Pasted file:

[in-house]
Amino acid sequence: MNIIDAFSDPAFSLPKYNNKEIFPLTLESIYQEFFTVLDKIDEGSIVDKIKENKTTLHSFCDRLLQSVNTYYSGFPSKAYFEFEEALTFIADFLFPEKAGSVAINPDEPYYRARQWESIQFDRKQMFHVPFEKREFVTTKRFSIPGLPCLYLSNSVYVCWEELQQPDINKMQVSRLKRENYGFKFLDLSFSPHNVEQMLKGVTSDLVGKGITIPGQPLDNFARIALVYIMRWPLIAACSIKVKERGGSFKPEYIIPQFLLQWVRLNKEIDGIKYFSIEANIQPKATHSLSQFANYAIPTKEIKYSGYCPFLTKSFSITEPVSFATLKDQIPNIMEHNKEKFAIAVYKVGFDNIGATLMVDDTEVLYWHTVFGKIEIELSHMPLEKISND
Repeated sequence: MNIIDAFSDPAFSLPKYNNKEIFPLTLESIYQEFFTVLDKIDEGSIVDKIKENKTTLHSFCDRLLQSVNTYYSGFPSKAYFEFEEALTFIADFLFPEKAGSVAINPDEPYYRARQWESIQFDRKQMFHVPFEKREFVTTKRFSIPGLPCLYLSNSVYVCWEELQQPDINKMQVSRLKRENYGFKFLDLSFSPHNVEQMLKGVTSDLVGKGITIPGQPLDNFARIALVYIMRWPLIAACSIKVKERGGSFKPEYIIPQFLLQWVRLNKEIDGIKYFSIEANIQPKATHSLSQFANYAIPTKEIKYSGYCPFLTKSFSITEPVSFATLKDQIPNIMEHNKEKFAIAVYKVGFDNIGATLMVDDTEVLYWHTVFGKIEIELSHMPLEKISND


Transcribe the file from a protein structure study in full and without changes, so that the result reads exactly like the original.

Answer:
[in-house]
Amino acid sequence: MNIIDAFSDPAFSLPKYNNKEIFPLTLESIYQEFFTVLDKIDEGSIVDKIKENKTTLHSFCDRLLQSVNTYYSGFPSKAYFEFEEALTFIADFLFPEKAGSVAINPDEPYYRARQWESIQFDRKQMFHVPFEKREFVTTKRFSIPGLPCLYLSNSVYVCWEELQQPDINKMQVSRLKRENYGFKFLDLSFSPHNVEQMLKGVTSDLVGKGITIPGQPLDNFARIALVYIMRWPLIAACSIKVKERGGSFKPEYIIPQFLLQWVRLNKEIDGIKYFSIEANIQPKATHSLSQFANYAIPTKEIKYSGYCPFLTKSFSITEPVSFATLKDQIPNIMEHNKEKFAIAVYKVGFDNIGATLMVDDTEVLYWHTVFGKIEIELSHMPLEKISND
Repeated sequence: MNIIDAFSDPAFSLPKYNNKEIFPLTLESIYQEFFTVLDKIDEGSIVDKIKENKTTLHSFCDRLLQSVNTYYSGFPSKAYFEFEEALTFIADFLFPEKAGSVAINPDEPYYRARQWESIQFDRKQMFHVPFEKREFVTTKRFSIPGLPCLYLSNSVYVCWEELQQPDINKMQVSRLKRENYGFKFLDLSFSPHNVEQMLKGVTSDLVGKGITIPGQPLDNFARIALVYIMRWPLIAACSIKVKERGGSFKPEYIIPQFLLQWVRLNKEIDGIKYFSIEANIQPKATHSLSQFANYAIPTKEIKYSGYCPFLTKSFSITEPVSFATLKDQIPNIMEHNKEKFAIAVYKVGFDNIGATLMVDDTEVLYWHTVFGKIEIELSHMPLEKISND